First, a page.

With the internet and smart phones, people are finding less reasons to watch local news each and every night.
But, when a storm like Florence makes her way to shore, the local weather people show why they are still a viable commodity.
As Florence was shaping up to be a once-in-a-generation storm, and for Myrtle Beach, South Carolina, the forecast just kept getting worse.
At WMBF chief meteorologist Jamie Arnold and his team pored through National Hurricane Center updates and dug into computerized weather simulations to predict the hurricane’s impact.
Arnold went on the air to detail the latest—and then online to field questions from social media followers: Where will the flooding be worst? When will the roads be safe? Should my family stay, or should we go? Arnold encouraged followers to consider the worst-case scenario and to act soon.
“It’s times like this when I feel we’re not just a news service but when we’re potentially sending out life-saving information,” Arnold tells CJR. “This is when we really become a part of the community.”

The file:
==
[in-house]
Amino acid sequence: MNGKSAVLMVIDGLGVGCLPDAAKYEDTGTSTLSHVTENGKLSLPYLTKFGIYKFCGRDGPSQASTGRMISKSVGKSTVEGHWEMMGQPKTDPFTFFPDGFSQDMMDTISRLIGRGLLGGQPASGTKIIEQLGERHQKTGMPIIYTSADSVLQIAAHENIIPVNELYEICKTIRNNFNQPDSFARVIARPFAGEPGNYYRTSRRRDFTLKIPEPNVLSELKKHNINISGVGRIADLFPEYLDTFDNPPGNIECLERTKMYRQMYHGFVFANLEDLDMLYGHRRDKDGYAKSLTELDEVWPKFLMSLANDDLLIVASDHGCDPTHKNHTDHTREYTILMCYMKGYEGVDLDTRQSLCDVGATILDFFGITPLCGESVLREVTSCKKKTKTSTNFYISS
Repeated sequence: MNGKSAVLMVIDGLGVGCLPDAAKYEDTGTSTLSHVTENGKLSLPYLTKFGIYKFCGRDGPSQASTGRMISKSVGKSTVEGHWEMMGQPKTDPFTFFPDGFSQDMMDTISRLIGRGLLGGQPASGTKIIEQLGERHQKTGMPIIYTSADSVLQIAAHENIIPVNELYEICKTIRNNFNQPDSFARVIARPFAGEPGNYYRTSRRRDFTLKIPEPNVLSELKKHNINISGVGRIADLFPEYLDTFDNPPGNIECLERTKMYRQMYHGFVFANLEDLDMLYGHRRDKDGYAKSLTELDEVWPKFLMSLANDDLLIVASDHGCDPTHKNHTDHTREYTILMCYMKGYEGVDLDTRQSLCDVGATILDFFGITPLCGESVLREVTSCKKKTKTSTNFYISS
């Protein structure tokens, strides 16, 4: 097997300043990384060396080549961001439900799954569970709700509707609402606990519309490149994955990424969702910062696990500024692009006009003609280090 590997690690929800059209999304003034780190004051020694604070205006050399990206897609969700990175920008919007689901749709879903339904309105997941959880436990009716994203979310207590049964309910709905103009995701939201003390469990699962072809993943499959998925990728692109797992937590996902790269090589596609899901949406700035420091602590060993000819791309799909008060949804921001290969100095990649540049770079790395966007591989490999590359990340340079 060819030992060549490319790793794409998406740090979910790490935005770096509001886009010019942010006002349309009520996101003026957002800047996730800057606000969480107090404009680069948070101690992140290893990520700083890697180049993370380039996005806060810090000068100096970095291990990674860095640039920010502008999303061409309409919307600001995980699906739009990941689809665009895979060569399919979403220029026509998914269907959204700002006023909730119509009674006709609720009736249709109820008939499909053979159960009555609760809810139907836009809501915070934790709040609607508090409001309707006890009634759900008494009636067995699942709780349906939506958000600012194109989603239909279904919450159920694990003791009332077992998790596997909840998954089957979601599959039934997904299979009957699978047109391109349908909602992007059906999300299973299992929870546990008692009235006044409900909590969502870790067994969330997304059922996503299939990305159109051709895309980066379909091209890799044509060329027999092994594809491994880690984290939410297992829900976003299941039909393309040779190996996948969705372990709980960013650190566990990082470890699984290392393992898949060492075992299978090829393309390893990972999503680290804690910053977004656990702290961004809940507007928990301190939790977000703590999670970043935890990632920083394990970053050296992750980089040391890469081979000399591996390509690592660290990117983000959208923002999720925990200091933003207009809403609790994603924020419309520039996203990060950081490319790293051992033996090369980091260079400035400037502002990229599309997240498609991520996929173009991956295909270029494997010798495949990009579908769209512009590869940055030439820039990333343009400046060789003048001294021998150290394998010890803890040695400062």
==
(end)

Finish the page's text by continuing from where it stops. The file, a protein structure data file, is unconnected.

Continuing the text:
“There’s no question local weather is one of those things that remains essential,” says Kristen Hare, a local news specialist at the Poynter Institute. Apps and technology can tell us a lot, she explains, but they can’t guide us through situations that threaten our personal safety, like a hurricane, with the degree of clarity and compassion that local meteorologists bring.
“We trust our local broadcasters because they’re a part of our community, they’re going through the storm, too,” says Karen Goodwin, a 65-year-old Myrtle Beach resident. “They’re down-to-earth and tell it like it is.”
Scott Dean, chief meteorologist at WWAY in Wilmington, North Carolina, says that in a hurricane, social media can be an excellent resource for people who lose power. It also enables users to send journalists snapshots and videos from far-flung areas, which help meteorologists check and update their analysis—a constant process during crisis events.
“Our plan is to go into lockdown mode at the station and to continue coverage until the threat has passed,” Dean says. “We feel that’s our obligation to the viewers.”